The history of development in World Textile industry was started in Britain as the spinning and weaving machines were invented in that country . High production of wool, cotton and silk over the world has boosted the industry in recent years. Though the industry was started in UK, the textile production passed to Europe and North America after mechanization process started in those areas. From time to time Japan, China and India took part in industrializing their economies and concentrated more in that sector. Japan, India, Hong Kong and China became leading producers due to their cheap labour supply, which is an important factor for the industry. According to statistics, the global textile market possesses a worth of more than $400 billions presently. In a more globalized environment, the industry has faced high competition as well as opportunities. It is predicted that Global textile production will grow by 25 percent between 2002 and 2010 and Asian region will largely contribute in this regard.
In the earlier periods we can see that the US and European economies restricted import of textile products from different countries through Multi Fibre Agreement (MFA). India under MFA receives a quota of 2% and 3% in the US and European markets. However in 1995, a new agreement, Agreement on Textile and Clothing (ATC) was signed and this was aimed at phasing out the MFA, this in effect ended the quota regime. This is of benefit to developing nations like India which has a big textile industry set up. The Indian textile industry has a peculiarity that is, not only the industry grows its own raw materials like silk, cotton, jute, wool, but also processes the same into high value products like fabrics and garments.
Our main competitors in the textile sector include China, Bangladesh, Sri-Lanka, Indonesia, and Pakistan. Like India these countries are too cost effective producers due to advantage of lower labour costs. But we have advantage over then, say if we compare labour cost of China they may have an upper hand but still we have is the capital cost.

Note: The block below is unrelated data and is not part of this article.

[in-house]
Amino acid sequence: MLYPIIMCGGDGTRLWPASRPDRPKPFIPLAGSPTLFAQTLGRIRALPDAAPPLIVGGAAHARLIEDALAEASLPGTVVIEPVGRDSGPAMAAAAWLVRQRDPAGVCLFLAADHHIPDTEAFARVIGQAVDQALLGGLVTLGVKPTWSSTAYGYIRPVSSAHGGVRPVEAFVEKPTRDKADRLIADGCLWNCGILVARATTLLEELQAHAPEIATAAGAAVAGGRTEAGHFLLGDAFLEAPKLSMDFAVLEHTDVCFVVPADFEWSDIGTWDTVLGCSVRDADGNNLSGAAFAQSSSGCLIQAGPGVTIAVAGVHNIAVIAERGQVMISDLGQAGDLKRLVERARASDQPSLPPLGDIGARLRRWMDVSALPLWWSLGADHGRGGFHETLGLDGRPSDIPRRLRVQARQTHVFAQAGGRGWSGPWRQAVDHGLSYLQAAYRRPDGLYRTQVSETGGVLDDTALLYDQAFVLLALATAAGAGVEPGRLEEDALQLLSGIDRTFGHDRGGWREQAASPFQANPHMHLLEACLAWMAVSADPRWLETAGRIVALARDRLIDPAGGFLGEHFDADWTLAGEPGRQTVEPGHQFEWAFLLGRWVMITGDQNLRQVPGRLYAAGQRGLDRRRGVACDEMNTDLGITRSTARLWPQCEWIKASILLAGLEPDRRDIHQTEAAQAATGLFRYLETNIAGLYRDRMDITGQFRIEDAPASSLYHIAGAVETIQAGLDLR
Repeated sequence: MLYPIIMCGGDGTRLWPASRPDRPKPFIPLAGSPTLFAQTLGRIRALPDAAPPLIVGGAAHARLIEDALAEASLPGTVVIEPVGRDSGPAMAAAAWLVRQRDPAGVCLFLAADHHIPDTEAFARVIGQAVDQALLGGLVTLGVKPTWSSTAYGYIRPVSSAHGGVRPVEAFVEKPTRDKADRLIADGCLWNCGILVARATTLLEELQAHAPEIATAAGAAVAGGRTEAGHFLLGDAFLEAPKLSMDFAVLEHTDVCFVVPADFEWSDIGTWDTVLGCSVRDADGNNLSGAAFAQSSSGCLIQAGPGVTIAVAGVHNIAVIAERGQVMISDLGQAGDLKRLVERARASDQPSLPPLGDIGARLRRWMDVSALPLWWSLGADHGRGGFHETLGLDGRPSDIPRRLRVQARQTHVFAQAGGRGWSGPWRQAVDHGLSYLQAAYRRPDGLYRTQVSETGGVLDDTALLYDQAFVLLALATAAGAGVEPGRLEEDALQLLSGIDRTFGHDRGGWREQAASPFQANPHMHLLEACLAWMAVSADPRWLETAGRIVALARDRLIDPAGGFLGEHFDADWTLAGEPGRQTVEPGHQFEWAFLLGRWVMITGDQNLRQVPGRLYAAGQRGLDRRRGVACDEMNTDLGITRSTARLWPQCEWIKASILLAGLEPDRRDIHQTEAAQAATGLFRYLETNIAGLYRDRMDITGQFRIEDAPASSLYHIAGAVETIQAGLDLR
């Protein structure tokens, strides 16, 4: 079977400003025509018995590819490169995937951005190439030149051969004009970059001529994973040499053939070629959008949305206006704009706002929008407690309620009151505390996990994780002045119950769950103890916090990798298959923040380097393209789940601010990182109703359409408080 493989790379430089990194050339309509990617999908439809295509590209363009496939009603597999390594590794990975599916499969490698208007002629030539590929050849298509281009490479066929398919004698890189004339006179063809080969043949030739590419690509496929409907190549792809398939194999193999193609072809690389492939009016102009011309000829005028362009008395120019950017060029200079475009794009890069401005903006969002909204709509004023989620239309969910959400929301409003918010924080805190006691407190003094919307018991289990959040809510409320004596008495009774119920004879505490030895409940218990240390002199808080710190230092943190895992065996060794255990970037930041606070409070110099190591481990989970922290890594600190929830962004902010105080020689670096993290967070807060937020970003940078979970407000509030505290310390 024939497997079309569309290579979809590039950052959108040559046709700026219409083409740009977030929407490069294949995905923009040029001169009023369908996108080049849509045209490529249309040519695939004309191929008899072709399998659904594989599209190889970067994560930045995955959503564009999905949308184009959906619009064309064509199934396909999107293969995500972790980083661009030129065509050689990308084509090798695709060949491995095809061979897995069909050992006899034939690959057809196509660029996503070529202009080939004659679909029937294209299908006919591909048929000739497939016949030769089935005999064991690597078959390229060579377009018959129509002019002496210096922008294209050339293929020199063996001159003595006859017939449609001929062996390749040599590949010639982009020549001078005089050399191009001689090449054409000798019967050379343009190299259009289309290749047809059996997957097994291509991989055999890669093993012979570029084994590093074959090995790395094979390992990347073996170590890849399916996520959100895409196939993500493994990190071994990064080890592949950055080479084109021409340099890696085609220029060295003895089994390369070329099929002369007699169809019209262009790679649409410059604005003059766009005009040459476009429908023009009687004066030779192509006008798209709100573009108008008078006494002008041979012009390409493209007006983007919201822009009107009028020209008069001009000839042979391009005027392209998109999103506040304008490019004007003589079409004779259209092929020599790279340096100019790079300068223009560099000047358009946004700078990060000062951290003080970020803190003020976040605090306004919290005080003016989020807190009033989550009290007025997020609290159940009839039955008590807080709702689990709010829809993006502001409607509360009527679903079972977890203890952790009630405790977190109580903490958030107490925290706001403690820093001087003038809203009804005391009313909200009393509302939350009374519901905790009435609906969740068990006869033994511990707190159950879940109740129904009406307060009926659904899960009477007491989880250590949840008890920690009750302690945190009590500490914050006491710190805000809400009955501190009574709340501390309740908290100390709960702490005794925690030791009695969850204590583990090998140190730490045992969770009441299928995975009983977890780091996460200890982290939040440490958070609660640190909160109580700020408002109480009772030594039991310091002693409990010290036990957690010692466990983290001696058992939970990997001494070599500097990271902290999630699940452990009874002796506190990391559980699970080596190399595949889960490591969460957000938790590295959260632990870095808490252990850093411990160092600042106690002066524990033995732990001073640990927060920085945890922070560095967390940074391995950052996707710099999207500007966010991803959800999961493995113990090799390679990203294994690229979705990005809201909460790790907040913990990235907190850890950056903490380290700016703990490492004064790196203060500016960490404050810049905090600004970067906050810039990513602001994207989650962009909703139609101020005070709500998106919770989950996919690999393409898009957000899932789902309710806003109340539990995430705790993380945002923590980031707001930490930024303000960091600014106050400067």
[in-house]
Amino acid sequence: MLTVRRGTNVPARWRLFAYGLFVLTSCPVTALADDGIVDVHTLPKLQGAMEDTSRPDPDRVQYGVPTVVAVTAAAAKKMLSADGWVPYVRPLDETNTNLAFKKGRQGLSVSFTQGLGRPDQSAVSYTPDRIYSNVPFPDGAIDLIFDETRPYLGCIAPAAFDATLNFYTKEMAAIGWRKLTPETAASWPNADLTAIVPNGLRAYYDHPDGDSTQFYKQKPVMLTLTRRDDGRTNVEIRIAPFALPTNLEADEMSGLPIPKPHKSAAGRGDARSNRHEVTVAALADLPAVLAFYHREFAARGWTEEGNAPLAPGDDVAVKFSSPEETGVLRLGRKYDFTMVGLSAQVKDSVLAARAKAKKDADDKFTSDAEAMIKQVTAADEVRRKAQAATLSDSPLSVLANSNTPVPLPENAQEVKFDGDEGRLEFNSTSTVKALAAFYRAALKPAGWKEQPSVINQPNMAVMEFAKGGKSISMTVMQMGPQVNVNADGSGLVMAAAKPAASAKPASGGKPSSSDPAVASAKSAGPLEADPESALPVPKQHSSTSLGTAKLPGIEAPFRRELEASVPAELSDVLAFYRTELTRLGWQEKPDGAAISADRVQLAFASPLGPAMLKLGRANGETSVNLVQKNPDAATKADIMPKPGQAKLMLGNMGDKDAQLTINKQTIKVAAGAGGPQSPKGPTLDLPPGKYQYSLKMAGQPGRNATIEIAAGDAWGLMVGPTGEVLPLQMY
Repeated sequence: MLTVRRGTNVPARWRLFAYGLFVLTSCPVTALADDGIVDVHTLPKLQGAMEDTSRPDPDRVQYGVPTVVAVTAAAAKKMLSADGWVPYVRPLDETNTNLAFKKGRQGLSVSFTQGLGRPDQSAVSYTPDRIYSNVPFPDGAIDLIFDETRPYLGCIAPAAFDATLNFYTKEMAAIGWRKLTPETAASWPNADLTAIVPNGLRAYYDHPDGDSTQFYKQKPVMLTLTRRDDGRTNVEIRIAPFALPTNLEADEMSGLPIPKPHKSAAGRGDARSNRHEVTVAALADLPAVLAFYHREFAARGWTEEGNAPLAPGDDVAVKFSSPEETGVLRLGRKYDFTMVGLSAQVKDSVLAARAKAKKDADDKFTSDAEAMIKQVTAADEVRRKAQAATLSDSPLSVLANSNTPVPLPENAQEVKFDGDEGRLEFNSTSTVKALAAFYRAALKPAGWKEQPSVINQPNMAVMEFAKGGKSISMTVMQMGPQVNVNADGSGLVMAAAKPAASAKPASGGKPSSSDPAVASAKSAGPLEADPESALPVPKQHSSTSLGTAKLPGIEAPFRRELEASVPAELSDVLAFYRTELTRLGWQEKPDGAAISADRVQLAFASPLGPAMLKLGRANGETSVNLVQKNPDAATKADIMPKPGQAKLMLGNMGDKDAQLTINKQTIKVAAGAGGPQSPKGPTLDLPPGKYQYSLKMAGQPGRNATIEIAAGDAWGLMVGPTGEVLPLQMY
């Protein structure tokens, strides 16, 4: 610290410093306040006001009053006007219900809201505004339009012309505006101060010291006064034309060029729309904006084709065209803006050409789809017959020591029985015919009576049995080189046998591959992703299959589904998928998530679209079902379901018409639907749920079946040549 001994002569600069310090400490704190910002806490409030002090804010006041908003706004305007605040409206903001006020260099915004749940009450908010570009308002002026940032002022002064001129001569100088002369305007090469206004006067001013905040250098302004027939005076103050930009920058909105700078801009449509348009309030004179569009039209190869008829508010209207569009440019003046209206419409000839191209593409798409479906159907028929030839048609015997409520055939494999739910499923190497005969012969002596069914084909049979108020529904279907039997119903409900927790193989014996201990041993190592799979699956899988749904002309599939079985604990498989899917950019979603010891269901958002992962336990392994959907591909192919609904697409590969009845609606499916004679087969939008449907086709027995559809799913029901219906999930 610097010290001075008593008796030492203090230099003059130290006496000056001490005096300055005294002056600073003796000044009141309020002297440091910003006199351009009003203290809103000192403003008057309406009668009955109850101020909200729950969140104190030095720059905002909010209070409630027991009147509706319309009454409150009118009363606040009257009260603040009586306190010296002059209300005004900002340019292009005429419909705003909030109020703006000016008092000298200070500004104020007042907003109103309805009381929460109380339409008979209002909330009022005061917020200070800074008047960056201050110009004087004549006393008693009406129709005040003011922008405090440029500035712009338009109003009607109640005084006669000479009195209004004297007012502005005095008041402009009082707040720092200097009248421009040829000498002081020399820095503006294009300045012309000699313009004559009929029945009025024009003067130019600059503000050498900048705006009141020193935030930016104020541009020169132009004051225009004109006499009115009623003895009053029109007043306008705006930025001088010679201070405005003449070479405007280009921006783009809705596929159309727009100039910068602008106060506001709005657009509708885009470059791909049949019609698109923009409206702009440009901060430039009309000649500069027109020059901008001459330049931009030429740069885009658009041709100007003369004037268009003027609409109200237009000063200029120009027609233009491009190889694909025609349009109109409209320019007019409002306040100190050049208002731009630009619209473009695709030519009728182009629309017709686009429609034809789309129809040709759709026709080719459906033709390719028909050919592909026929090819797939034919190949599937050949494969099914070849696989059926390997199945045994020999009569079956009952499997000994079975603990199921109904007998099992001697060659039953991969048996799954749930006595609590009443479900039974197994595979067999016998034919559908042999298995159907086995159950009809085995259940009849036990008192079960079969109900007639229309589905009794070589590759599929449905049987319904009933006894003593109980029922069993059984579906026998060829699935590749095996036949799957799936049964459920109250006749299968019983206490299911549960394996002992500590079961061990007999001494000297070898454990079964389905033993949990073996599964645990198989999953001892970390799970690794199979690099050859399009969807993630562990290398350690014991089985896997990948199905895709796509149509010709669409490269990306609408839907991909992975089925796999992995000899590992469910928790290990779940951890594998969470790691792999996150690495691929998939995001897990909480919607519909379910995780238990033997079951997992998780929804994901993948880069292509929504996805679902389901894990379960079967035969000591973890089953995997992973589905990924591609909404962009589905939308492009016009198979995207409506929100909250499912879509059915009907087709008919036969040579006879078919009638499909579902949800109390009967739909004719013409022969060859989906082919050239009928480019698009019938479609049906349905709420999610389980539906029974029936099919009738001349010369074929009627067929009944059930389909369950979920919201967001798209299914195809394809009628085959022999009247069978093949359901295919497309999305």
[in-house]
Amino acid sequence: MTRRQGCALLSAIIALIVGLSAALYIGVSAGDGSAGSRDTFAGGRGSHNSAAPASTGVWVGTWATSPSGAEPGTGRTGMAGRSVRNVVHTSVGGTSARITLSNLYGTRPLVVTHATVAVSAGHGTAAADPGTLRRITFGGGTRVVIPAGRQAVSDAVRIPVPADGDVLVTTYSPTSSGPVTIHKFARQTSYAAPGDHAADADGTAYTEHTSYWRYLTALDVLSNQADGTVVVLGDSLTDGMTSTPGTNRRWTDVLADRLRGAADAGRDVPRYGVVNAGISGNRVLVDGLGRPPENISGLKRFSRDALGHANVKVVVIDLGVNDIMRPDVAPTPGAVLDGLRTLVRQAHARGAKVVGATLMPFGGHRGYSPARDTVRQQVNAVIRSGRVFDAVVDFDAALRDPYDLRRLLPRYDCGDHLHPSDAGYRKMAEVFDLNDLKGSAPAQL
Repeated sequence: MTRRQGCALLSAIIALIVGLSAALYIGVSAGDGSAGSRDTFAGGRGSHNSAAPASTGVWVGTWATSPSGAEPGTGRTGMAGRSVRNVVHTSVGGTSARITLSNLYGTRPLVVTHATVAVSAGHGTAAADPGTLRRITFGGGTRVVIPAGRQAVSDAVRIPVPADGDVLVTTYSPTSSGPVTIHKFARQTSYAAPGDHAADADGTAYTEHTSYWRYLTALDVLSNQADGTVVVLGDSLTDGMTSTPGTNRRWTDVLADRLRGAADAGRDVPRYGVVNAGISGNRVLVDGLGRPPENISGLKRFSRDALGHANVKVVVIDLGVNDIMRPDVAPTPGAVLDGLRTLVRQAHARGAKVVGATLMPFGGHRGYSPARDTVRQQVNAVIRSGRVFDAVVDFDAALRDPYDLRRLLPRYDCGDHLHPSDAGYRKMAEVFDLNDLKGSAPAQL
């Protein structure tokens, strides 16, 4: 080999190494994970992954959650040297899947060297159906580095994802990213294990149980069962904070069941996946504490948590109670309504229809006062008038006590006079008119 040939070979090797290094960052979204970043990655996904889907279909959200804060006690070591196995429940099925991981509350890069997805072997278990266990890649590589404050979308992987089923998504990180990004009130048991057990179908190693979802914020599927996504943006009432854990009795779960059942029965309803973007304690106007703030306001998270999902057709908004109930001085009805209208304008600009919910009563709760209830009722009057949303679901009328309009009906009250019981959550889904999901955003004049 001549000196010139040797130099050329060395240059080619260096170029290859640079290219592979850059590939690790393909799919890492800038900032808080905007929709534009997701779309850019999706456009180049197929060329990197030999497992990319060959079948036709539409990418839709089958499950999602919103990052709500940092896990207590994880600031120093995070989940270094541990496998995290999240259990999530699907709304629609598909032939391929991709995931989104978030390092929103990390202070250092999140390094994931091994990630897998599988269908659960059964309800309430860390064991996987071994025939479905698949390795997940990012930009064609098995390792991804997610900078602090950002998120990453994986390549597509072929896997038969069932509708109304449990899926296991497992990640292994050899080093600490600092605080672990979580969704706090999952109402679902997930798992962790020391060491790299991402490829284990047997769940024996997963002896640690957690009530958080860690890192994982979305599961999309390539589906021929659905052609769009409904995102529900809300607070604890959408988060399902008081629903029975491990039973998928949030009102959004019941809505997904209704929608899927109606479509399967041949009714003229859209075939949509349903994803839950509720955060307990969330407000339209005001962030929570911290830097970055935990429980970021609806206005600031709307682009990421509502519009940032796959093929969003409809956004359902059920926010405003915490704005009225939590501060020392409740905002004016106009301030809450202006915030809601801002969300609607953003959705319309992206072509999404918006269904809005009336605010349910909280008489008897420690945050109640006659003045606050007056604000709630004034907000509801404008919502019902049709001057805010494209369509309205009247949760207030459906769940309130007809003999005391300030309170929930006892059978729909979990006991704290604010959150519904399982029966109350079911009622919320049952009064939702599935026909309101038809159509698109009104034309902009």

2. Indian Scenario
The Indian textile industry, which has a tradition of over 5000 years, is on the verge of creating history. The Indian textile industries have a fairly complex structure. At one end of the spectrum is the hand spinning, hand loom, power loom and on the other end a highly sophisticated capital intensive and high speed manufacturing activity. Within the two extreme phases, the industry produced a staging range of fabrics, fascinating dress materials and floor coverings made ups and garments. The Indian textile are predominantly cotton based with 70% of raw materials consumed being cotton.
If the industrialization by the colonial masters reduced the status of Indian textiles as glorified converters, the rule based trading symbolized by the World Trade Organization is expected to propel Indian textiles as global clothier, secondly to China. The journey from being a colonial masters converters to becoming a nerve centre for outsourcing essentially captures the survival instincts of Indian textiles being featured in international forums and global magazines. Entrepreneurs and corporate houses that have made necessary adjustments to meet global challenge could reap windfall gains, while the others ccould marginalize. Nevertheless it should be admitted that adoption of world class technologies, economies of scale and global manufacturing practices are very vital.
In the earlier periods we can see that the US and European economies restricted import of textile products from different countries through Multi Fibre Agreement (MFA). India under MFA receives a quota of 2% and 3% in the US and European markets. However in 1995, a new agreement, Agreement on Textile and Clothing (ATC) was signed and this was aimed at phasing out the MFA, this in effect ended the quota regime. This is of benefit to developing nations like India which has a big textile industry set up. The Indian textile industry has peculiarity that is, not only the industry grows its own raw materials like silk, cotton, jute, wool, but also processes the same into high value products like fabrics and garments.
Over the past years, companies have to set up captive power plants to ensure regular supply and control costs. Replacing high cost fuel with cheaper alternatives, such as LNG for Naphtha, was another to cut costs. The removal of reservation for small scale units in the garment sector has also stimulated the investment in the sector. Fabric makers have set up
Garment manufacturing units to cater the needs of export market. The fragmented nature of the industry has made its supply chain un-reliable. It takes India between 40 and 60 days to ship goods to US, while it takes China around 15 days because of the later superior infrastructure.
In short the textile industry is not afraid of facing external challenges or competition, if a level-playing field is provided and all basic issues confronting it are addressed. The challenges are totally from within and centred on the frame work of government policies as the industry has done its best by benchmarking itself with the global market leaders.
3. Textile Industry in Kerala